But there are also moments, like this next one, that flatten the novel’s emotional current entirely.
We get back in the car and drive through an area that’s neither town nor country. We pass a gas station, a crazy golf course, and the ruins of a hotel my grandmother says burned down a couple of years ago.
We join the motorway. My grandmother drives in the middle lane, still going at her own pace. The speedometer never goes above 70 kmh. If she sees the cars behind us, she isn’t bothered by them. Twenty minutes later, we turn off and drive down towards a large, square concrete building. Inside, the light is dim; there’s a newsstand and a hairdresser’s with their opening hours displayed in the windows. We follow blue arrows along the floor down a hospital corridor and take the elevator up.
This is a stricken narrator, completely frozen, completely shut-off, and it is the one that Bengtsson tends to rely on in the adult section of the novel. In fairness, in a scene like this one, when the narrator is moving toward information regarding his father (this is his paternal grandmother, a woman he has only just met), it becomes extreme. It could be seen as a reversion to childhood, to those early pages when the narrator experienced a complete lack of control. And this may be what Bengtsson intended, but there are nearly 170 pages of this petrified adult narrator to follow before the novel arrives at the beginning of its dénouement, when he allows his narrator to feel again, to answer some of the questions the reader has still been harboring.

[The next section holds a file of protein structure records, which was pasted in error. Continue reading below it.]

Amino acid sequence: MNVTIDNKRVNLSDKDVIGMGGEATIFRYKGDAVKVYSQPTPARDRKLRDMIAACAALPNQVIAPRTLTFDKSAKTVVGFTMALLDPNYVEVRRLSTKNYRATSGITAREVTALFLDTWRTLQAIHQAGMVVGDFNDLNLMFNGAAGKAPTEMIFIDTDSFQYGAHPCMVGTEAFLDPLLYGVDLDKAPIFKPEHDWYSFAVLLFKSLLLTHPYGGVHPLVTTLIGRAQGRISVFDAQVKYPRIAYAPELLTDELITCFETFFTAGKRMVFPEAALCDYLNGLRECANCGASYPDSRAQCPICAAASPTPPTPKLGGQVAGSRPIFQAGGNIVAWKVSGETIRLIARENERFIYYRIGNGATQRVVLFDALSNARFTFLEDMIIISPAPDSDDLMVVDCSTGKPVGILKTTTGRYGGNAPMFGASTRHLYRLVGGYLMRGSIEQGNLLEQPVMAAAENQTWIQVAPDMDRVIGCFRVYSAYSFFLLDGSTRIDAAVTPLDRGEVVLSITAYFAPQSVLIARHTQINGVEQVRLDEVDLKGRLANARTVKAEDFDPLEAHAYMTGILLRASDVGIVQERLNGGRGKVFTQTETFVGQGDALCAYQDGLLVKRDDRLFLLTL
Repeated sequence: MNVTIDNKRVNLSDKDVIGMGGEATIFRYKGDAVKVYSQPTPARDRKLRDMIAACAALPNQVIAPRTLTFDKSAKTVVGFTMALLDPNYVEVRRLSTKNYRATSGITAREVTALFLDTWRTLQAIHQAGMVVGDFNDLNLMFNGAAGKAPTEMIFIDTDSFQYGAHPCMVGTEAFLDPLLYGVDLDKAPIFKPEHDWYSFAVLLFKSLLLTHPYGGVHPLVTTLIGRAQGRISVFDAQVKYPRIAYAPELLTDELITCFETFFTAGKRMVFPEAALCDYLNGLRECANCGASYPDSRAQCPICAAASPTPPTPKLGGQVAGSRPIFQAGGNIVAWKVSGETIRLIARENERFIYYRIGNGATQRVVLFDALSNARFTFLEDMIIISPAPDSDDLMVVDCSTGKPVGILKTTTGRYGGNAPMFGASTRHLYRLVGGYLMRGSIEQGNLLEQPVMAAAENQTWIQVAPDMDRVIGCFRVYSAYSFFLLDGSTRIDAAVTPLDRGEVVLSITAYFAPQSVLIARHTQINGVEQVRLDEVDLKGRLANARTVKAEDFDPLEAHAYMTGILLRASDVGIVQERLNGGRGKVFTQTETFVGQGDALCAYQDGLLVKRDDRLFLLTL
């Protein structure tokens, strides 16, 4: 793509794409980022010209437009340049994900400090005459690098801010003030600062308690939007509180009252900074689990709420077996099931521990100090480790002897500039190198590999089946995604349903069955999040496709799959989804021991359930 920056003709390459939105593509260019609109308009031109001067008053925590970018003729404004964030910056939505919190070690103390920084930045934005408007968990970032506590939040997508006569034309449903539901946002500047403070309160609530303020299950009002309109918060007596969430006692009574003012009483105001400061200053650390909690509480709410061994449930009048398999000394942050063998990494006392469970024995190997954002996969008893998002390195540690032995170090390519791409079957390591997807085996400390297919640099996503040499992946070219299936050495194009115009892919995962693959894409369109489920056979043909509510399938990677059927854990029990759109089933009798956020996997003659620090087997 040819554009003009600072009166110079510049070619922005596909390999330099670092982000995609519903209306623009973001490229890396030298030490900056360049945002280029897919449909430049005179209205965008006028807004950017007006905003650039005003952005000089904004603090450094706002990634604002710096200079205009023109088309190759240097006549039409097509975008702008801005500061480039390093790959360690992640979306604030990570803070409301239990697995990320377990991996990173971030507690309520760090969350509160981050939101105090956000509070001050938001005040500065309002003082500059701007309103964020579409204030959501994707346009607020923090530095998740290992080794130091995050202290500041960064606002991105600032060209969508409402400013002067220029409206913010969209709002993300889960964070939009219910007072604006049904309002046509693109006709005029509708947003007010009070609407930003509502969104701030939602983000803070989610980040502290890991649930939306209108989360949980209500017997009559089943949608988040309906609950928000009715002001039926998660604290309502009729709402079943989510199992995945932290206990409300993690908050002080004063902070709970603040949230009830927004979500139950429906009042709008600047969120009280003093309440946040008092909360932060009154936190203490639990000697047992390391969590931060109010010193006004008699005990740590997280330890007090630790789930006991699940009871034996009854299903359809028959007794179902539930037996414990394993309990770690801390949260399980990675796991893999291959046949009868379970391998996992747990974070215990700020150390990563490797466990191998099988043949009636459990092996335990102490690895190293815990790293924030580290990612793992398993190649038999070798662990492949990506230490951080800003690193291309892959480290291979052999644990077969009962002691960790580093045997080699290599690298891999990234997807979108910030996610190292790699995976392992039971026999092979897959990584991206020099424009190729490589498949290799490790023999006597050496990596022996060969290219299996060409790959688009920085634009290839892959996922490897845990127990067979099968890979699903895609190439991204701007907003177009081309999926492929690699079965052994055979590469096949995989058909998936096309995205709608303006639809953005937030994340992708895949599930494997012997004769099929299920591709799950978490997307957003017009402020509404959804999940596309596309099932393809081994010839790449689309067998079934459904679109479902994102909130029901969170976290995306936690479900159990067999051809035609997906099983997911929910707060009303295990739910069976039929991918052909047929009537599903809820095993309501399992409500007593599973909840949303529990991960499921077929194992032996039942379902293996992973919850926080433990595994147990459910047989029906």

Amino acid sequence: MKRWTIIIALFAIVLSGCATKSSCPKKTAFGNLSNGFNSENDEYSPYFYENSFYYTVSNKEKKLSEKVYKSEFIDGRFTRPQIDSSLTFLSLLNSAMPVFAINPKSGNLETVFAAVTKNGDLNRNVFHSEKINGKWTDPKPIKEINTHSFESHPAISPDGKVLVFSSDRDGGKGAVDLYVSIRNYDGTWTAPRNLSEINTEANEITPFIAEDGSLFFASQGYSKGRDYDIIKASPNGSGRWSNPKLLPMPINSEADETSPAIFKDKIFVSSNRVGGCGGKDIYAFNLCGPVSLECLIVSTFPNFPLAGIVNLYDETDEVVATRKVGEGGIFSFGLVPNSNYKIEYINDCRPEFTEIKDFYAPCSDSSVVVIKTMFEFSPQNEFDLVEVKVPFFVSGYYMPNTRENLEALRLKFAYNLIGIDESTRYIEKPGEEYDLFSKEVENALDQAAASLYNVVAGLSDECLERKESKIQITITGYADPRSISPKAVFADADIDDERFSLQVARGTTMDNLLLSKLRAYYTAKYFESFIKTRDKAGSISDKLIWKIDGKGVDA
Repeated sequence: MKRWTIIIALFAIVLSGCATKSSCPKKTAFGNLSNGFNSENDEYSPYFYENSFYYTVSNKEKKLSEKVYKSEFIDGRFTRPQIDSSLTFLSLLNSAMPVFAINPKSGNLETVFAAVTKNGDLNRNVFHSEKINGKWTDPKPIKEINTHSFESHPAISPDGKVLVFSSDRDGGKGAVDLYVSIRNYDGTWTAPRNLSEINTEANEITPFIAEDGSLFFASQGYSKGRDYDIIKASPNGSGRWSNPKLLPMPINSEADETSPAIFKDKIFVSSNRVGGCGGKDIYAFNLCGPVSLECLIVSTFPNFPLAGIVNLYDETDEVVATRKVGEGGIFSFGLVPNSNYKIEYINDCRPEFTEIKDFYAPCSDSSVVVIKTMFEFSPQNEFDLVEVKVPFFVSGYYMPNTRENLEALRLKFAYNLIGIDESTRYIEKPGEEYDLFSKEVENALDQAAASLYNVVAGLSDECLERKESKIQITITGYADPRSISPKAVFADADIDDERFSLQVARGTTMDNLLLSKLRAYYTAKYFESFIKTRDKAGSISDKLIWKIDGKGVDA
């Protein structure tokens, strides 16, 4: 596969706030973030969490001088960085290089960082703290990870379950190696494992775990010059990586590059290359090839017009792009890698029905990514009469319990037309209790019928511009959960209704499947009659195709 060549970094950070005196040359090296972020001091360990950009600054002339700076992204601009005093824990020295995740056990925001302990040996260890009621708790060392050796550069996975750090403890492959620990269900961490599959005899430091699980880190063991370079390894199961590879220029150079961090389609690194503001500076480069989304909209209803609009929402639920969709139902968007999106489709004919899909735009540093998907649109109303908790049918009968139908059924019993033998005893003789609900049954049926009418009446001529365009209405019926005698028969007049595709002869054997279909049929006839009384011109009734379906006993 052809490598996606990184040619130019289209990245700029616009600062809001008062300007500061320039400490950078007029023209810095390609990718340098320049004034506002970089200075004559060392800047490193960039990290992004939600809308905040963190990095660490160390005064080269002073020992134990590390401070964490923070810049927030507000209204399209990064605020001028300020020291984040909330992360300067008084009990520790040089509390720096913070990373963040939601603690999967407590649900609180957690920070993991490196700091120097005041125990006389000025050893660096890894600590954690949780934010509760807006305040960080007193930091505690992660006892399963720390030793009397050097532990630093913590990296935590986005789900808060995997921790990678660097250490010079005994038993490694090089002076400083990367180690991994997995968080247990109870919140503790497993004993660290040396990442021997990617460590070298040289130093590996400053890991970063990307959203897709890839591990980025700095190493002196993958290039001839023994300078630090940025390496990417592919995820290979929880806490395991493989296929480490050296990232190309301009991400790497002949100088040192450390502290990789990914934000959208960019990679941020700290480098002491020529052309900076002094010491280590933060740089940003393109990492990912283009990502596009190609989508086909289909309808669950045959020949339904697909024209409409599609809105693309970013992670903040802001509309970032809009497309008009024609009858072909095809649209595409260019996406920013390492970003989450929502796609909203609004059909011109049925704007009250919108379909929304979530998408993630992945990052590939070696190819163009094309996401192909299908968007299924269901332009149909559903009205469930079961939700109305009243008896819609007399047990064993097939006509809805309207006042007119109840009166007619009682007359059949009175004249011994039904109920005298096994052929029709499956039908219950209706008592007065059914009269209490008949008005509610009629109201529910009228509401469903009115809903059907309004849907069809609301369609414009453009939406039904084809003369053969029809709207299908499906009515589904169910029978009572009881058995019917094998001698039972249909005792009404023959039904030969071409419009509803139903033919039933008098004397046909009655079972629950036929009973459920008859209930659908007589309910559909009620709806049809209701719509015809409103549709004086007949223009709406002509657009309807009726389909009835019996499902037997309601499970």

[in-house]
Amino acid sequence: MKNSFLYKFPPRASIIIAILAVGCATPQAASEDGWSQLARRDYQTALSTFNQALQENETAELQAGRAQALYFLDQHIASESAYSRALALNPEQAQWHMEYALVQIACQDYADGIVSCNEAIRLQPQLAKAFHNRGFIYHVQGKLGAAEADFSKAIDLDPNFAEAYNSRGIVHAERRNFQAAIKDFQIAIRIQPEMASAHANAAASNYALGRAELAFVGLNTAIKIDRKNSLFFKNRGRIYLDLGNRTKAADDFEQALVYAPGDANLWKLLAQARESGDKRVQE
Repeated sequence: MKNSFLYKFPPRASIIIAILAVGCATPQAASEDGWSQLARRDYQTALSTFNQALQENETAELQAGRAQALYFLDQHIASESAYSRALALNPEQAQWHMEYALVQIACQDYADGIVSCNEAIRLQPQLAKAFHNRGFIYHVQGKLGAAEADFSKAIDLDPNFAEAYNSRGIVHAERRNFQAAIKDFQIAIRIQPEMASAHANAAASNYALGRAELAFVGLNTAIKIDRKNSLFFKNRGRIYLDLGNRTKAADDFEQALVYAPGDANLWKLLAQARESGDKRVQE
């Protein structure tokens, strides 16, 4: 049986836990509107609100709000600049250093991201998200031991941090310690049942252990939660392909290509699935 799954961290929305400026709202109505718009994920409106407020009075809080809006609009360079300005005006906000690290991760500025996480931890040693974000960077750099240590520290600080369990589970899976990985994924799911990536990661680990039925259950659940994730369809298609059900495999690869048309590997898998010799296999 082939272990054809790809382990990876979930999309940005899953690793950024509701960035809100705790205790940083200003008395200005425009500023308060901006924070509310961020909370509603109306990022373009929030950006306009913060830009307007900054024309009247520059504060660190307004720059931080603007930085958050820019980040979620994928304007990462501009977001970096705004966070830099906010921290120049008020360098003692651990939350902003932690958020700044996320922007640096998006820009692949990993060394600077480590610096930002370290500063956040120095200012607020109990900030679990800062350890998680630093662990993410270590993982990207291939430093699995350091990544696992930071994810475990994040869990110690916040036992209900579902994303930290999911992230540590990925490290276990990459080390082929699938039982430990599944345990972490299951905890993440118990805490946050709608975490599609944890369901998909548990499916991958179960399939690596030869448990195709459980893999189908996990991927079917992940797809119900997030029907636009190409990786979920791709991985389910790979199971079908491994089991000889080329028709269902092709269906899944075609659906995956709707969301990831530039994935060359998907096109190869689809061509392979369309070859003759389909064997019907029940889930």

Ultimately however, despite these issues of style and their impact on the novel’s emotional movement, A Fairy Tale is as gruesome and as romantic as its title might suggest. Remember, this is a love story. An unusual one, for sure, but a profound one. The novel’s first and last question remains tied around this notion of a father’s love for his son and a son’s love for his father. That question trumps all discussions of characterization and prose style—and Bengtsson answers it with much daring and quite a lot of grace.